Research
Print page Print page
Switch language
The Capital Region of Denmark - a part of Copenhagen University Hospital
Published

High versus standard magnetic resonance image resolution of the cervical spine in patients with axial spondyloarthritis

Research output: Contribution to journalJournal articleResearchpeer-review

DOI

  1. UTE T2* mapping of tendinopathic patellar tendons: an MRI reproducibility study

    Research output: Contribution to journalJournal articleResearchpeer-review

  2. Tattoo complications and magnetic resonance imaging: a comprehensive review of the literature

    Research output: Contribution to journalReviewResearchpeer-review

  3. New Section Editor: Cardiac and Cardiovascular Imaging

    Research output: Contribution to journalJournal articleCommunication

  4. The accuracy of titanium contrast-enhanced mammography: a retrospective multicentric study

    Research output: Contribution to journalJournal articleResearchpeer-review

  5. Adherence to guidelines aimed at preventing post-contrast acute kidney injury (PC-AKI) in radiology practices: a survey study

    Research output: Contribution to journalJournal articleResearchpeer-review

View graph of relations

Background: Sagittal magnetic resonance (MR) images are typically obtained with the same spatial resolution along the entire spine, but cervical vertebrae are smaller and may be harder to assess. Purpose: To investigate if high-resolution (high-res) short tau inversion recovery (STIR) and T1-weighted turbo spin echo (T1W) MR imaging (MRI) sequences are superior to standard resolution for detecting inflammatory and structural lesions in the cervical spine of patients with axial spondyloarthritis. Material and Methods: Images were obtained in 36 patients. Voxel sizes at high/standard resolution were 1.99/4.33 mm 3 (STIR) and 0.89/3.71 mm 3 (T1W). High-resolution and standard-resolution images were scored by two readers according to the Canada-Denmark (CANDEN) MRI spine scoring system. Results: Higher bone marrow edema scores were obtained at high resolution versus standard resolution (mean 2.1 vs. 1.2, P = 0.040), whereas fat lesion scores (1.8 vs. 1.5, P = 0.27) and new bone formation scores (3.5 vs. 2.8, P = 0.21) were similar. High-resolution MRI did not classify more patients as positive for bone marrow edema, fat, or new bone formation in the cervical spine compared to standard resolution. Using lateral radiographs as reference standard, sensitivity for detecting anterior corner syndesmophytes with both high-resolution and standard-resolution MRI was low (range 7–22%) and sensitivity for detecting ankylosis was low to moderate (20–55%), while specificity was high (≥96%). Conclusion: High-resolution MRI allowed identification of more inflammatory lesions in the cervical spine in patients with axial spondyloarthritis when compared to standard resolution, but it did not classify more patients as positive for bone marrow edema. The slightly increased sensitivity at high-resolution MRI seemed to be too modest to have any real clinical importance.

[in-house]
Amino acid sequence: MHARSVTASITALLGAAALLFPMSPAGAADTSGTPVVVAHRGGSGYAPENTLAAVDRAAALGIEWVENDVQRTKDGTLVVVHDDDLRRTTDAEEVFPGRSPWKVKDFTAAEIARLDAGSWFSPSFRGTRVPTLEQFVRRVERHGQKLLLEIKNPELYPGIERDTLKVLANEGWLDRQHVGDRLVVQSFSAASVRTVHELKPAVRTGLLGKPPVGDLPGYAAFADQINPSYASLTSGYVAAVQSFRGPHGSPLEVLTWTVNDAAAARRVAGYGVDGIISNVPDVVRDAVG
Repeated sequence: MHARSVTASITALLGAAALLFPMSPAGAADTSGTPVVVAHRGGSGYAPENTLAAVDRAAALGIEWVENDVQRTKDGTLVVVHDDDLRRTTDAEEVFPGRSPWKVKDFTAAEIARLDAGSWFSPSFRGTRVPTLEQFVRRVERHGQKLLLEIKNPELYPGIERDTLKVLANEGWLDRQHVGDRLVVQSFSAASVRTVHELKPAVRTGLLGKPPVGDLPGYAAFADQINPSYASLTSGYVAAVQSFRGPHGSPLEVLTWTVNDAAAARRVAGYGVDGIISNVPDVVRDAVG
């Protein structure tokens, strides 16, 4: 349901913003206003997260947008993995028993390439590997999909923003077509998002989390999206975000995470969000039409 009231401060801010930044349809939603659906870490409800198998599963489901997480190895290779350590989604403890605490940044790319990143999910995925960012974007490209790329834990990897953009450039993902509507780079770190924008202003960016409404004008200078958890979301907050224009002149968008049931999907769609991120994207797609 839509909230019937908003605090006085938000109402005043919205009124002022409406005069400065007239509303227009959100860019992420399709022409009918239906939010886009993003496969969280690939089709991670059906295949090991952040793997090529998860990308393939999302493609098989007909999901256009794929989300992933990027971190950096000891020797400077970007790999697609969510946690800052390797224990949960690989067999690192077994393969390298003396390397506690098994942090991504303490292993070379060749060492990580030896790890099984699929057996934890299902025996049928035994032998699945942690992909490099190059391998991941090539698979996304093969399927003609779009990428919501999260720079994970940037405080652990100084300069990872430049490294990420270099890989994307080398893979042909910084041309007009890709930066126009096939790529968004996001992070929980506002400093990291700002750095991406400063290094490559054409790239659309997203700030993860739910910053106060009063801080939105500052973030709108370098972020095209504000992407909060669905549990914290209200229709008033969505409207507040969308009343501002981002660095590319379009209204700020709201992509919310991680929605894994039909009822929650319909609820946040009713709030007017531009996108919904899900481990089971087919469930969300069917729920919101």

Original languageEnglish
JournalActa Radiologica
Volume61
Issue number4
Pages (from-to)471-479
Number of pages9
ISSN0284-1851
DOIs
Publication statusPublished - Apr 2020

Bibliographical note

COPECARE

    Research areas

  • cervical vertebrae, inflammation, Magnetic resonance imaging, spine, spondyloarthropathies

ID: 59410427